Air India was born as Tata Air Services which was renamed later as Tata Airlines. In 1947, soon after Independence, the government acquired 49% of stakes and in 1953, the airline was fully nationalised.

With the airline flying to international destinations, it was not just a company growing its business, it was also the image of India abroad, as Tata saw it. 

The legend has it that Tata, a perfectionist, got on to the flights, and looked closely at the reactions of the passengers and took down notes. He then passed them on to the staff appreciating them or pointing out areas that need improvement. 

He didn't want any complaints from the passengers, and he didn't want any airline that was better than Air India in the world. And he achieved that to a great extent.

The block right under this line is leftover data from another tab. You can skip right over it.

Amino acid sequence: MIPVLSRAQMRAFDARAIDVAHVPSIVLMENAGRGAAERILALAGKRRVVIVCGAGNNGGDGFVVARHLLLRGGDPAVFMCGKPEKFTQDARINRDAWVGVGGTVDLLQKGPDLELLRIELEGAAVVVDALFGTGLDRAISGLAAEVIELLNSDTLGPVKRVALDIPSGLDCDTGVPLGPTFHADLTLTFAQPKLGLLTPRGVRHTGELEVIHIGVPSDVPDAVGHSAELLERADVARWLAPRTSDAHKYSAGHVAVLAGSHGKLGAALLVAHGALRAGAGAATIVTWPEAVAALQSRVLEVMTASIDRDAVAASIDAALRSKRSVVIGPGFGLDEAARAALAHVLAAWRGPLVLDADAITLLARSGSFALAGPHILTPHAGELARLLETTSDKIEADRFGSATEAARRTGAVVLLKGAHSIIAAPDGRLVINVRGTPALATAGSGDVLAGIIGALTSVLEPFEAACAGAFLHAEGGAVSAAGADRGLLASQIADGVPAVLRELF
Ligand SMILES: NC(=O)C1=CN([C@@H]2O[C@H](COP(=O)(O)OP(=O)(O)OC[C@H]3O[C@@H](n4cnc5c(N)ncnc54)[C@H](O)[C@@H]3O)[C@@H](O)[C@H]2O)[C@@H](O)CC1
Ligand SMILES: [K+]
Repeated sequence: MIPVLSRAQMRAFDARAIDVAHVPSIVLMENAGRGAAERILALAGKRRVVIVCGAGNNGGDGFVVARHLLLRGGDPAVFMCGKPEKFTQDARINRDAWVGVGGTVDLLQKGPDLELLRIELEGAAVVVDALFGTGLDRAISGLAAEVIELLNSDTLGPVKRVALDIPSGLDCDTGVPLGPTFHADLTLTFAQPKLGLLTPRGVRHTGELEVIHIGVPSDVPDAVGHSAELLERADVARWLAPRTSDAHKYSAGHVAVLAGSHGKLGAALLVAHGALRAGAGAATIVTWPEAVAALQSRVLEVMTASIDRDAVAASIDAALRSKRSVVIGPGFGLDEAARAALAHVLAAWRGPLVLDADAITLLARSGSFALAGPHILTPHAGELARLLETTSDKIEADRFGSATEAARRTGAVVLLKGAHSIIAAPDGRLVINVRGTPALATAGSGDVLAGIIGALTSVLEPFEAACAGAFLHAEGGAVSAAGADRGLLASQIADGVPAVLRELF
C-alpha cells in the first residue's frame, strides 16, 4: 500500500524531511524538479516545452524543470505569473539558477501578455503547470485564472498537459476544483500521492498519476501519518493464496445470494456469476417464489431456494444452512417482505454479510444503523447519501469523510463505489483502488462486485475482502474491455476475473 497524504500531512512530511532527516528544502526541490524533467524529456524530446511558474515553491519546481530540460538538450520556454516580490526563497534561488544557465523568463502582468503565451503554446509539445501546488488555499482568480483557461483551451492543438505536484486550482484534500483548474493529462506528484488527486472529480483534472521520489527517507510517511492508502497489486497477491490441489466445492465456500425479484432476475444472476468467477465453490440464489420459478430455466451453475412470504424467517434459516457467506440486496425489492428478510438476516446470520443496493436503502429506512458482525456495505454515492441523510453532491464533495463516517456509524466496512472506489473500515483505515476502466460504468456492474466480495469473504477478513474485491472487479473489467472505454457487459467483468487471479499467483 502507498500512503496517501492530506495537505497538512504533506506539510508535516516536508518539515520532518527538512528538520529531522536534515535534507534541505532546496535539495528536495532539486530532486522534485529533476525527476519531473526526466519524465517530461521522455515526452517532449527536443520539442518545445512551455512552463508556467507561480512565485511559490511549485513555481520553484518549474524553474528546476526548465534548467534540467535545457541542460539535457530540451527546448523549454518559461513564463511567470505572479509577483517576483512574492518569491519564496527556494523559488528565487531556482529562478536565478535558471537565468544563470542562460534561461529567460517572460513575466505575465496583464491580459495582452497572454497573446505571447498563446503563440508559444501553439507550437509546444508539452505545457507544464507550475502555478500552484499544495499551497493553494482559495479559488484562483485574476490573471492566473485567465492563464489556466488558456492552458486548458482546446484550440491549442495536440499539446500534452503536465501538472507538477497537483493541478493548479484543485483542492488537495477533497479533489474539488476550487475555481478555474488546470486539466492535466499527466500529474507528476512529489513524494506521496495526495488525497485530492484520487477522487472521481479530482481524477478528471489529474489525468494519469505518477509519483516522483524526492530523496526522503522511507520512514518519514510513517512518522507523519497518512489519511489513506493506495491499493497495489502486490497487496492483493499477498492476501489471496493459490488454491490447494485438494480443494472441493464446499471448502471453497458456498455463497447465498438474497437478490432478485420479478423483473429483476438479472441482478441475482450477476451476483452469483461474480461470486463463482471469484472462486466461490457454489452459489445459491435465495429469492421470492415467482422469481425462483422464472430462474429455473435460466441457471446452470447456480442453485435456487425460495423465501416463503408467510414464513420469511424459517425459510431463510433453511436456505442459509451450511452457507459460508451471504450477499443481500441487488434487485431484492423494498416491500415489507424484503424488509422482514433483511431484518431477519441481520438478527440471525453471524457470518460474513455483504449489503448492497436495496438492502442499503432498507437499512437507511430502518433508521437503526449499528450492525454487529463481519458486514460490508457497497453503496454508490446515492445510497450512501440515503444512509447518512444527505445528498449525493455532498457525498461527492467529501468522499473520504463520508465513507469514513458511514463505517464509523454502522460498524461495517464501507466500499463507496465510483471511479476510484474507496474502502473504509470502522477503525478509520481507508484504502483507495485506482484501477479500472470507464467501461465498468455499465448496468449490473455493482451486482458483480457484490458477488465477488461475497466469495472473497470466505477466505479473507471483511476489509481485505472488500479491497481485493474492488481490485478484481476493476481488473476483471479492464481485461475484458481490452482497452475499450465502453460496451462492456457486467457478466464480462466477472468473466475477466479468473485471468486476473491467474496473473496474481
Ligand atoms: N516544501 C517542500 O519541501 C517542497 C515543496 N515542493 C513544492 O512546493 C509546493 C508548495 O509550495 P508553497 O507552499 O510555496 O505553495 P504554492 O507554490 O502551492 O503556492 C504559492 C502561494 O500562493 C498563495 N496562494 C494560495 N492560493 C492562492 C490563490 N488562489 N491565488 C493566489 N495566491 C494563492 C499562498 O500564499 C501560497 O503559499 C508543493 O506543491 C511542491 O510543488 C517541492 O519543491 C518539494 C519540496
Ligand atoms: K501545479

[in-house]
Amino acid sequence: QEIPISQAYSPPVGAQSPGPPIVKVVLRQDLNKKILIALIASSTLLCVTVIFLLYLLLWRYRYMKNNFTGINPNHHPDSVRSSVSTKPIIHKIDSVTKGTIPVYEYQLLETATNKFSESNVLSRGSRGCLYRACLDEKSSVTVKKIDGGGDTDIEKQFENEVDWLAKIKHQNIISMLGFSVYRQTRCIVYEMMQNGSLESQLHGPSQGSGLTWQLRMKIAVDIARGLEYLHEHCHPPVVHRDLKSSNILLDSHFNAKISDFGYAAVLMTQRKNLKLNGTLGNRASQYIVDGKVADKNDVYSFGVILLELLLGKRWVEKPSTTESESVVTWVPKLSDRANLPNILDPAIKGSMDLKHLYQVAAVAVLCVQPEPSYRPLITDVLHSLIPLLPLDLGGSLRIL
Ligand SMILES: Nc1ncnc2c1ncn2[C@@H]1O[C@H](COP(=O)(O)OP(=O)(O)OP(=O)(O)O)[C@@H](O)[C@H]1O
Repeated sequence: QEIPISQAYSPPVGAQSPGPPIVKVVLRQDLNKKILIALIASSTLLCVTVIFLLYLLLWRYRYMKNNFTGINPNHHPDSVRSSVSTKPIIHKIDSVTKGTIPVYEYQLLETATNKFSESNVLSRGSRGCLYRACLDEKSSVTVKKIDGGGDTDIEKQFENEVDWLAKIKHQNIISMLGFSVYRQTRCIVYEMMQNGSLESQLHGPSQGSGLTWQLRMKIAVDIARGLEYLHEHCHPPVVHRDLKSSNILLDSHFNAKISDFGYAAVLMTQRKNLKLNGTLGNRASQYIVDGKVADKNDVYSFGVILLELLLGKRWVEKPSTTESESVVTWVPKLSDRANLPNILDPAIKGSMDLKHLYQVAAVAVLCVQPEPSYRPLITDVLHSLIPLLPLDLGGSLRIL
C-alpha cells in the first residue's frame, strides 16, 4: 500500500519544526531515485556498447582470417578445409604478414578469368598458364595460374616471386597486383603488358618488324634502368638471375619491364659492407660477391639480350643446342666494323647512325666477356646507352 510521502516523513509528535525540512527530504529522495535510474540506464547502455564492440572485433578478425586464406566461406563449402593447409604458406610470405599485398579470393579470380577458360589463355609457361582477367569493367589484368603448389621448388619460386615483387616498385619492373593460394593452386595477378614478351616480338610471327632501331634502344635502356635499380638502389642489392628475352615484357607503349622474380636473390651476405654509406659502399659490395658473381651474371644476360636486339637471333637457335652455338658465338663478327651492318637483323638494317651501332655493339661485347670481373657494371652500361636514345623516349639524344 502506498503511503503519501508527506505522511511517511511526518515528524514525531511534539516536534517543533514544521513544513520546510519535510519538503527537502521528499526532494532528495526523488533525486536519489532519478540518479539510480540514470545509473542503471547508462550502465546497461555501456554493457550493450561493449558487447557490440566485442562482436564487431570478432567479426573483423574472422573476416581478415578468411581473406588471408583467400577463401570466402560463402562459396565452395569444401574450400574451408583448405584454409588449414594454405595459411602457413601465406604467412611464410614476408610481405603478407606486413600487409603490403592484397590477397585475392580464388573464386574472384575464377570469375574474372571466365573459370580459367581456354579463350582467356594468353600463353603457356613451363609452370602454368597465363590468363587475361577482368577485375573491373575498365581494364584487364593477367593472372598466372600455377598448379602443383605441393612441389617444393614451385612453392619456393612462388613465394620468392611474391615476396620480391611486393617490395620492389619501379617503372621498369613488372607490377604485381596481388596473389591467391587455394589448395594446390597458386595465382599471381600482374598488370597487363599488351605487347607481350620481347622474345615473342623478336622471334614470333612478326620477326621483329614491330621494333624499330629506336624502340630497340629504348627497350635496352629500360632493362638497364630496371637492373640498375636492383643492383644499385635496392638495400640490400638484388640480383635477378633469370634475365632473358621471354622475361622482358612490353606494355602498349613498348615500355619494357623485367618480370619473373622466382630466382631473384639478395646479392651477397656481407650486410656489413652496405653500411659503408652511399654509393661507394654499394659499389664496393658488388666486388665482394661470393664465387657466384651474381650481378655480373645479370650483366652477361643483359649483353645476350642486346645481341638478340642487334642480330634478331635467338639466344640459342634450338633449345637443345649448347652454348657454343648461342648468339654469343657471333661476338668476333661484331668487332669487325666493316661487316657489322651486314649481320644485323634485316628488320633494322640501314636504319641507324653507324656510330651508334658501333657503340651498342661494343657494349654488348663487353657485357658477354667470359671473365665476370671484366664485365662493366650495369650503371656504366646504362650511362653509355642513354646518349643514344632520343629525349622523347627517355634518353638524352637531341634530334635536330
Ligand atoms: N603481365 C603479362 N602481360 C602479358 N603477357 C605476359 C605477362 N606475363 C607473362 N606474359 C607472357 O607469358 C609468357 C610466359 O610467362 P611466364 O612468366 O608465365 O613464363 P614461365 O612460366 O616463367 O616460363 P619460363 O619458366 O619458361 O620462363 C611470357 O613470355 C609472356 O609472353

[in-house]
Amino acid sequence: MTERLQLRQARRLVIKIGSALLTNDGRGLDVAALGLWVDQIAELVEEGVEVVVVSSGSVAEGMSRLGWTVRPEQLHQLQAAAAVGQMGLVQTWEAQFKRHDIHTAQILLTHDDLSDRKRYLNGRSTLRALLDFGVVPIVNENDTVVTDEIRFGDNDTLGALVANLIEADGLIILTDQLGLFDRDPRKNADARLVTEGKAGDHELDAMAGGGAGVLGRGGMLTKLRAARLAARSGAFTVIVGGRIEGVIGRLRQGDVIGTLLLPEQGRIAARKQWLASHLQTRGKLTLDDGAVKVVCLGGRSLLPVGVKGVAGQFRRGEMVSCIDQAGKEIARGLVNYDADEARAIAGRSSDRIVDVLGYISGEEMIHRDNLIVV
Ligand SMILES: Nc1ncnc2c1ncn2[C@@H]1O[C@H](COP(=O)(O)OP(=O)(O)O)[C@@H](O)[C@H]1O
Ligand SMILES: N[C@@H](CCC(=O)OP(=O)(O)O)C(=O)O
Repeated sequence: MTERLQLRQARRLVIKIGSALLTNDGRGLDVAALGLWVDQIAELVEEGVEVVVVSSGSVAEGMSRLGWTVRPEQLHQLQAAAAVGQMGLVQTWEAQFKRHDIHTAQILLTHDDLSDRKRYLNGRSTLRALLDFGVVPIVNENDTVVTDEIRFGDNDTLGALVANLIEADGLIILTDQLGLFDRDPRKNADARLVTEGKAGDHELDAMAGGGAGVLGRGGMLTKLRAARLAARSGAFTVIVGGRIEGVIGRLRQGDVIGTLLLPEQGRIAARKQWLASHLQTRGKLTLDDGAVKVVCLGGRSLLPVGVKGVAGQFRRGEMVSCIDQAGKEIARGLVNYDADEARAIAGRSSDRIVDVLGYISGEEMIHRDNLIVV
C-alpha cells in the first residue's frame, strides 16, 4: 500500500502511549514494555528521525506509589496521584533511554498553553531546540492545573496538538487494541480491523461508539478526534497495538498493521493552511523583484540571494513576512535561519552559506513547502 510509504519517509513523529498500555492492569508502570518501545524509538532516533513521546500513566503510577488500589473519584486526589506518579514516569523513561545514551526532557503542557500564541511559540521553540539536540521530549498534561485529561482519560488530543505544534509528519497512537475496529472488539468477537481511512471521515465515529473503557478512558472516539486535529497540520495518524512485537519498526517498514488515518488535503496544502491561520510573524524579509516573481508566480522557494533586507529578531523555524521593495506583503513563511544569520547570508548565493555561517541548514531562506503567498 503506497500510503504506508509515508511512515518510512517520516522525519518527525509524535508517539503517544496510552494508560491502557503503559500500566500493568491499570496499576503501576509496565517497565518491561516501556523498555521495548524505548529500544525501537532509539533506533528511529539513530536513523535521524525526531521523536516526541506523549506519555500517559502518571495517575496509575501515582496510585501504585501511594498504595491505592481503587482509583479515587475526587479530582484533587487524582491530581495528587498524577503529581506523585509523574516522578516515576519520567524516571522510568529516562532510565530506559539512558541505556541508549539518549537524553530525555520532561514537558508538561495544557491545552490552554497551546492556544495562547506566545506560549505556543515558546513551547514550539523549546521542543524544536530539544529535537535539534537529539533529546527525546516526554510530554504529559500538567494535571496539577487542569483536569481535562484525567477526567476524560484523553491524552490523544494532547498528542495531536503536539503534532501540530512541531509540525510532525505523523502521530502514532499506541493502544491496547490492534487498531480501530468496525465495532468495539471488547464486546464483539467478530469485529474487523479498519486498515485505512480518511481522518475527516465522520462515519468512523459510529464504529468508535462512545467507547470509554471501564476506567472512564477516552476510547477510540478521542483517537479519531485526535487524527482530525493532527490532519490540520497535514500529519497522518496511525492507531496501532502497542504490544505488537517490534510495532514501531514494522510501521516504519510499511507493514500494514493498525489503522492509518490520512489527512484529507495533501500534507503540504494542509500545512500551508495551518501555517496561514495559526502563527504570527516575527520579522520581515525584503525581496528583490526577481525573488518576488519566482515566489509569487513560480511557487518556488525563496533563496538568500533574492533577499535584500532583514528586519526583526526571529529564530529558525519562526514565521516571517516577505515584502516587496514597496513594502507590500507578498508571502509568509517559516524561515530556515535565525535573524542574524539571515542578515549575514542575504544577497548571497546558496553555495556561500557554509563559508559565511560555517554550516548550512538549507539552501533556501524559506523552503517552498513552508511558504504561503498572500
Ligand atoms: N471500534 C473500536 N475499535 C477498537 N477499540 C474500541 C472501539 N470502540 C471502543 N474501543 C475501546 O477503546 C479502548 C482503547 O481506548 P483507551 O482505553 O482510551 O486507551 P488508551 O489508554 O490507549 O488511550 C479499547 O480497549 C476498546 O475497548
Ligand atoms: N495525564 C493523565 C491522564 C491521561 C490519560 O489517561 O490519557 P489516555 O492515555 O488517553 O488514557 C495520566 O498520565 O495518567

J R D INTERVIEW 

In the 1980s, Rajiv Mehrotra ran a very popular interview programme on the national broadcaster Doordarshan. (India in those didn't private TV channels, the only channel was the government one.)

One of the interviewees was J R D Tata. Here it is. 44 minutes long.



In those days, Tata Steel brought out a series of very popular TV jingles titled "We also make steel". It spoke a lot about how the company saw itself. Here it is: 


Sunday, October 3, 2021

Visit to Sabarmati Ashram, Ahmedabad

We were in Ahmedabad for 6 years - from 1990 to 1996. It was one of the most memorable periods in my life.

After 19 years, in March 2015, we were back in that city for a few days' visit.

We caught up with our friends; went back to the place where we had stayed; and to the streets from where we used to shop.

We also went to the Lucky Restaurant in Mirzapur. It hadn't changed much.

They had the very same popular maska bun and tea. (Maska is butter; and bun is a small thick roll of bread. The bun is sliced, and served with butter and jam inside.)

The same taste. The same ambience. So reminiscent of those good old days!

GANDHI JAYANTI